Rating: 3 out of 5 stars
Last Christmas is overwhelmingly ridiculous. Except it’s also weirdly enjoyable. When I watched the trailer, I was so excited. A Christmas romantic comedy? Written by Emma Thompson? A George Michael soundtrack? Sign me up.
Last Christmas tells the story of Kate (Emilia Clarke), a comically selfish woman who spends the majority of the film walking around Covent Garden in either a leopard print coat or dressed as an elf (I promise I’m not making this up). Kate works in a Christmas themed shop in Covent Garden (despite wanting to become an actress, and having absolutely no luck), employed by the appropriately named ‘Santa’ (still not making this up). Kate is self-involved, selfish, proud and narcissistic. She is so unpleasant for the first half of the film that I didn’t quite know if she was going to be able to redeem herself. But after meeting Tom, a man who is altogether too good to be true, Kate slowly becomes less self-centred. Henry Golding’s Tom is unrealistically perfect. He enters the film dancing down the street, leading Kate on a walk around London, telling her to “look up” and see the things that everyone takes for granted (at this point in the film, I was seriously considering the idea that Tom was going to kill Kate, especially when he began to lead her down the smallest alley in London).
Emma Thompson (who co-wrote the film along with Bryony Kimmings) plays Kate’s mother, a Yugoslavian immigrant who Kate constantly deems overprotective. As the film continues, however, I found myself thinking that this label was pretty unfair. Kate’s mother, despite being slightly unconventional, was being a normal parent and didn’t really deserve this harsh criticism from her self-involved daughter who never returns her calls.
The twist though? Tom died last Christmas. Kate, who had a heart transplant the year before, was given Tom’s heart and has been imagining the meetings between the two of them (for the last time, I am not making this up, this is actually the story). All of a sudden, the film’s title becomes all too literal.
My first disappointment was that, despite its title promising Mamma Mia! levels of Wham! hits, I can only remember a handful of times where a Wham! song was played. I was hoping to be inundated with George Michael, not be subjected to the same clip of “Last Christmas” thirty times. If I’m completely honest, I forgot that the film was supposed to feature a George Michael soundtrack until the very end when Emilia Clarke’s Kate starts singing “Last Christmas.” All in all, I wanted far, far more George.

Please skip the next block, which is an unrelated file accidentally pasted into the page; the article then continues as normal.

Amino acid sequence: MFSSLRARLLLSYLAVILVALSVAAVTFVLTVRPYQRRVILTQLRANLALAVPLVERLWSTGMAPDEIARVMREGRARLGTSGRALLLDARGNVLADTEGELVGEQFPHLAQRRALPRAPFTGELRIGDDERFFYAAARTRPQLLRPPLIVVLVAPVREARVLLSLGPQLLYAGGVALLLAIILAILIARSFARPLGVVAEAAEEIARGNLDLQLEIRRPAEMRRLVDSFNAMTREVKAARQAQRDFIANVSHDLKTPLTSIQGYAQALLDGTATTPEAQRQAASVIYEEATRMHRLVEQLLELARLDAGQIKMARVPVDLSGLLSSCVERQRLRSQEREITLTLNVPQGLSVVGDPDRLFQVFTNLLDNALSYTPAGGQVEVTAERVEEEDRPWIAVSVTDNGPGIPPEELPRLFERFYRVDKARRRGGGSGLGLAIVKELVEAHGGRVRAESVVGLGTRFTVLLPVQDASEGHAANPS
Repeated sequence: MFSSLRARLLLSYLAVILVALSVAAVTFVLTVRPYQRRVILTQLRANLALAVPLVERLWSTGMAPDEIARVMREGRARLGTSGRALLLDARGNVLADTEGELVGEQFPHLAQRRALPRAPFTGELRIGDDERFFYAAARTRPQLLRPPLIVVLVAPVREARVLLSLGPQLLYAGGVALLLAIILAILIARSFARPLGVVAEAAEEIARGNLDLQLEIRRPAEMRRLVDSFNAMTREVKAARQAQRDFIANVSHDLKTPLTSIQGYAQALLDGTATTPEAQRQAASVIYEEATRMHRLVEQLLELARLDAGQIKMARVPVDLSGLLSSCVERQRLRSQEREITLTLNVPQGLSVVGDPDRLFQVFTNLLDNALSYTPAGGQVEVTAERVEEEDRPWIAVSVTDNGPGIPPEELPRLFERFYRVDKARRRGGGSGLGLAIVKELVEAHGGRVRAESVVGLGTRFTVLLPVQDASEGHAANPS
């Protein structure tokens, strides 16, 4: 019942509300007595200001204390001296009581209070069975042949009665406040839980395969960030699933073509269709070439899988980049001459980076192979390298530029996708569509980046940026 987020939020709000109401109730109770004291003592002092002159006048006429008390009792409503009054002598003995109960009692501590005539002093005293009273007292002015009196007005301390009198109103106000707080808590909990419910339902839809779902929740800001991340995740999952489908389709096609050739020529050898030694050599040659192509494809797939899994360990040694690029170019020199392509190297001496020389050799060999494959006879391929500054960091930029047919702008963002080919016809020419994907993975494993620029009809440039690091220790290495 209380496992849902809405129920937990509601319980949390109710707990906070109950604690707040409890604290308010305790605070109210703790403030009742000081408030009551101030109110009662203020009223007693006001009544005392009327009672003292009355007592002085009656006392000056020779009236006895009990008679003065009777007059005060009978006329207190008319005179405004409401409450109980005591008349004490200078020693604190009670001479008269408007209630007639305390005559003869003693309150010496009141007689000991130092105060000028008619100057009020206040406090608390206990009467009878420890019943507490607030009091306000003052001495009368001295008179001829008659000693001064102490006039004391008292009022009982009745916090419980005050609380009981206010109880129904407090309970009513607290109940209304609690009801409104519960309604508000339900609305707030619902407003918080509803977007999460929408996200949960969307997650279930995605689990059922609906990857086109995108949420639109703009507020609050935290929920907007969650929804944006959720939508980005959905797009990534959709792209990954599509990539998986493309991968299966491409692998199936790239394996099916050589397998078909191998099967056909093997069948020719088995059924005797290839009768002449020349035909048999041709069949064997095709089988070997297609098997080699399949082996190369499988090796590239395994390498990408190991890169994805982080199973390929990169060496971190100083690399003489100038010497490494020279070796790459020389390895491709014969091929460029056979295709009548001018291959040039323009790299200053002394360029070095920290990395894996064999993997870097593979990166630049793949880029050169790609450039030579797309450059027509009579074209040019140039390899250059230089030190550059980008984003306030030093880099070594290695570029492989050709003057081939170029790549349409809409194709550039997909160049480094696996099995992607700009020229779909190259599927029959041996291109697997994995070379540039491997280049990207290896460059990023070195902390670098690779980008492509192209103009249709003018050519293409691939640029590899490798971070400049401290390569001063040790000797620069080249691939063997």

Despite the fact that Last Christmas is advertised as a romantic comedy, it was the scenes between Emilia Clarke’s Kate and Henry Golding’s Tom that I found the least enjoyable. I didn’t feel that they had a lot of chemistry and the dialogue in those scenes was eye-rollingly cliché. Put simply, I wanted more romance. The main pitfall of this film, I think, is that it took itself too seriously. Instead of giving into the cliché love story, it tried to brand itself as something different, something deeper and more thought-provoking. The result? A mismatch of storylines, none of which were given the appropriate amount of screen time. I was left unsure what I was meant to have focussed on: the love story between Kate and Tom? The effect of Brexit on Kate’s Yugoslavian parents? Kate’s sister, who lives with her girlfriend without her parents knowing? I’m still not quite sure.
The thing about Last Christmas is that, for all of its ridiculousness, I didn’t hate it. When I went to see it, I was expecting a Richard Curtis-esque festive romance, complete with Hugh Grant dancing through No 10. And although Last Christmas didn’t give me that, I think I’ve come to the conclusion that it was that lack of simplistic festivity that I enjoyed. Christmas isn’t always straight forward and Last Christmas certainly showed that. It was never meant to be a masterpiece, but a piece of escapism which will make you laugh and cry along with its protagonists. I left the cinema feeling festive and happy. So maybe Last Christmas achieved exactly what it set out to do.
I would give Last Christmas 3 stars out of 5. For me, it didn’t have the same timeless edge that films such as Love Actually or Nativity! have, but equally, it wasn’t a total flop. I would watch it again, but it wouldn’t be the first Christmas film I’d reach for.
– Ruby Jackson